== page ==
Perennial herb 10 - 40 cm tall Stem: branched or unbranched. Leaves: alternate or scattered, nearly stalkless or short-stalked, pale beneath, 2 - 5 cm long, oblong. Flowers: in compact, terminal clusters, greenish white to whitish, 4 mm wide, radially symmetrical, funnel-shaped. Tepals five, often connected to the anthers by tufts of hair. Petals absent. Stamens five. Fruit: a small, dry, seed-like nut.
Similar species: Comandra umbellata ssp. umbellata, the typical form of the species, is the only one found in the Chicago Region. Two subspecies, californica and pallida, occur west of the region.
Flowering: late April to early July
Habitat and ecology: Found in sandy Black Oak savannas, high dunes, prairies (most characteristically), and prairie fens. Colonial by rhizomes.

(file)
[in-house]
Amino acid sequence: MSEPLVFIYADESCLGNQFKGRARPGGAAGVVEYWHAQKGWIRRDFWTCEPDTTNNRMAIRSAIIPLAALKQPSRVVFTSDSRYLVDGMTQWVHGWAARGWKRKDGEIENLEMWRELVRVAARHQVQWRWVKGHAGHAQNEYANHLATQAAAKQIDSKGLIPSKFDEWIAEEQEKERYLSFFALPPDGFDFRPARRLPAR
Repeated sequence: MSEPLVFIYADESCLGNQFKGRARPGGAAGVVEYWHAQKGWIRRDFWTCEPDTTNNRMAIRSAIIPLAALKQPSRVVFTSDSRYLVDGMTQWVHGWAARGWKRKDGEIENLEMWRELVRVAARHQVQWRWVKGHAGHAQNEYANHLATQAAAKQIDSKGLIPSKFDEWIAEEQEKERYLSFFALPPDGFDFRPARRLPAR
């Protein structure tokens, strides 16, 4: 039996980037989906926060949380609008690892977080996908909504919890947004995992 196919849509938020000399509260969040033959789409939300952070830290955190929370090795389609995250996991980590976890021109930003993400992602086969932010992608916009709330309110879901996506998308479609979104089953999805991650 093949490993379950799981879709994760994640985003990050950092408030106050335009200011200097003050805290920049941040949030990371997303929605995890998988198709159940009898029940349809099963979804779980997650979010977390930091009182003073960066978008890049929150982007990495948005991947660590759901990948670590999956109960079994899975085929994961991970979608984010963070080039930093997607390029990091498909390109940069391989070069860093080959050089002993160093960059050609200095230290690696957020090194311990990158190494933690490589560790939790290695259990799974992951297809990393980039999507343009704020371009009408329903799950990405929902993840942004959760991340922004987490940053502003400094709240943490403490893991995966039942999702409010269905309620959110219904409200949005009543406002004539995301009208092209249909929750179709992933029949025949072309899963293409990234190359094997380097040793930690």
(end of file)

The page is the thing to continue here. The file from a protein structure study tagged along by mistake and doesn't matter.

Occurence in the Chicago region: native
Notes: Although this plant manufactures much of its own food from photosynthesis, it acts as a parasite by obtaining some of its nutrients from the roots of trees and shrubs.
Etymology: Comandra derives from the Greek words kome ("hair") and andros ("a male"), and refers to the hairy attachment of the tepals to the anthers. Umbellata means "furnished with umbels."